FAQ’s on Sacroiliac (SI) Joint Injections
The juncture of the sacrum and the right and left iliac bones form the Sacroiliac (SI) joint. At the bottom of the spine lies the sacrum, a triangular-shaped bone, positioned below the lumbar region. Most of the bones of the spine have mobility. The sacrum is made of five fused vertebrae that are stationary. The pelvis is made of two large bones, the iliacs. The sacrum and iliac bones are connected by a collection of strong ligaments.
These joints are expected to support the entire weight of the upper body when the patient is erect (which places a huge amount of stress upon them), resulting in arthritis and deterioration of cartilage in the SI joints.
Sacroiliac (SI) Joint Injections are injections of corticosteroids that are given in the area of the sacroiliac joint to relieve pain symptoms felt by chronic pain sufferers.
What can be gained, what are the goals, expectations, and hope when a patient receives sacroiliac joint injections?
Patients may enjoy relief from chronic pain conditions, regain lost mobility, and become able to return to a more productive and enjoyable quality of life. The goal of the sacroiliac joint injection is to break the cycle of chronic pain and provide relief, and for most patients this can be expected.
How is the sacroiliac joint injection procedure performed?
With the aid of fluoroscopy imaging (a type of X-ray imaging for real-time diagnostic films), the pain specialist will precisely insert a needle into the sacroiliac joint and inject a local anesthetic.
If this alleviates pain in the patient, confirming the diagnosis, then the physician will inject a corticosteroid into the joint as well. This corticosteroid is what provides the long-term pain relief.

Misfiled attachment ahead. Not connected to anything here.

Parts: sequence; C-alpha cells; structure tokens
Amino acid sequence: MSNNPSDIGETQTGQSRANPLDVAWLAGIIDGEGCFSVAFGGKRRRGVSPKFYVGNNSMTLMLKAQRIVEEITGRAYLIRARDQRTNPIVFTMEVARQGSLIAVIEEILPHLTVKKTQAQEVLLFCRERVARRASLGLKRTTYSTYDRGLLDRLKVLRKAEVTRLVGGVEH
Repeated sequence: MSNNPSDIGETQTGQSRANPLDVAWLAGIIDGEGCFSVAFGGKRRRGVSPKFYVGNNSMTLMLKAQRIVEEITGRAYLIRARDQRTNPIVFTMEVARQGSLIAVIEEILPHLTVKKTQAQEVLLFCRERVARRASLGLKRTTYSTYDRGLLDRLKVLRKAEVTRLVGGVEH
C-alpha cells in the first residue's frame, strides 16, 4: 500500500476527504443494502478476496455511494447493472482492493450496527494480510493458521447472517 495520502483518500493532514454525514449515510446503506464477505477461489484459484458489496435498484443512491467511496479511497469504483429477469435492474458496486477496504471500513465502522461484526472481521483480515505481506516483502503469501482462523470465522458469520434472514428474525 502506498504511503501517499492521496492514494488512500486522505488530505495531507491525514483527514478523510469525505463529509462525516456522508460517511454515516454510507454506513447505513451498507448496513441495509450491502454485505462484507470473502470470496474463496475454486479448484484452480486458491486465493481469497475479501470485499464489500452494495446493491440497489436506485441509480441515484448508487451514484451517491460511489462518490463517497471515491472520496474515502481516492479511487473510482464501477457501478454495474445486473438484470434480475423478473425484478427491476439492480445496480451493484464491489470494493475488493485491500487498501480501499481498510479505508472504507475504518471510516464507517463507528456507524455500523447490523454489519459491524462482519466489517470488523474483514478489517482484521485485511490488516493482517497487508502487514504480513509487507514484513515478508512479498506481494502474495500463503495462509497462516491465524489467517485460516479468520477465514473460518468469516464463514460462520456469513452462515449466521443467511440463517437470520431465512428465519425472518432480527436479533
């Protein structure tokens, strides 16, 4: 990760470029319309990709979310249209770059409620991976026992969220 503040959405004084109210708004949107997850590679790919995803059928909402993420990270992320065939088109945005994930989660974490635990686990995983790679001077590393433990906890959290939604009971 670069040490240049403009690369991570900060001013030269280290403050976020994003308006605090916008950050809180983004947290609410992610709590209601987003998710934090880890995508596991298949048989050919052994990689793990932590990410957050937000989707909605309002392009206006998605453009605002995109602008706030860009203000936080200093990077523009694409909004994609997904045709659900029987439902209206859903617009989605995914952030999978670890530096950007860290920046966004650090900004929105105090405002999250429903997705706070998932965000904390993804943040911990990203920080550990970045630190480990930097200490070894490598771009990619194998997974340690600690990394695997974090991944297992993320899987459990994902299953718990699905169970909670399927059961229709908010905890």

How long does procedure to perform?
The procedure takes about thirty minutes, including an observation period after the injection to watch for negative side effects. The procedure is typically administered every two to three weeks, and may be performed up to three times within a six month period. The effects of the local anesthetic will be immediate, but the long-term effect of the corticosteroid may take anywhere from several days after the first injection, to two or three procedures, before its maximum effects occur in the patient eliminates the pain symptoms fully.
How long do the effects from sacroiliac joint injections last?
The long term effects of the corticosteroids vary from patient to patient, for some it may last days or weeks, for others the effects may last for months at a time. Many patients experience relief nearly the entire time between office visits, but most still rely on opioid pain relievers to supplement the injections.
What are the risks and/or side effects of sacroiliac joint injections?
While the benefits of sacroiliac injections are high, there are risks and side effects. The risks and side effects may be as simple as bruising or infection at the injection site. Other side effects may include: fever, headache, water retention, hiccups, insomnia, increased appetite, facial flushing, increased heart rate, and abdominal cramping or bloating.
Studies show only about 5% of patients experience some form of side effect, and they usually dissipate within a few days after the procedure. In the worst case scenarios, although very rare, there is the possibility of increased pain, nerve injury, avascular necrosis, or even paralysis.
What conditions are treatable with sacroiliac joint injections?
Sacroiliac joint injections are primarily used to treat lower back pain caused by bulging and herniated discs, which cause pain by applying pressure to the nerve roots in the affected area. The injections are also used to treat sciatica and sacroiliac joint dysfunction.
How effective are sacroiliac joint injections for the relief of pain?
The effectiveness of sacroiliac joint injections may vary from person to person but for the majority of patients the pain relief is substantial, with some patients benefiting from as much as 80-90% relief that may last for months.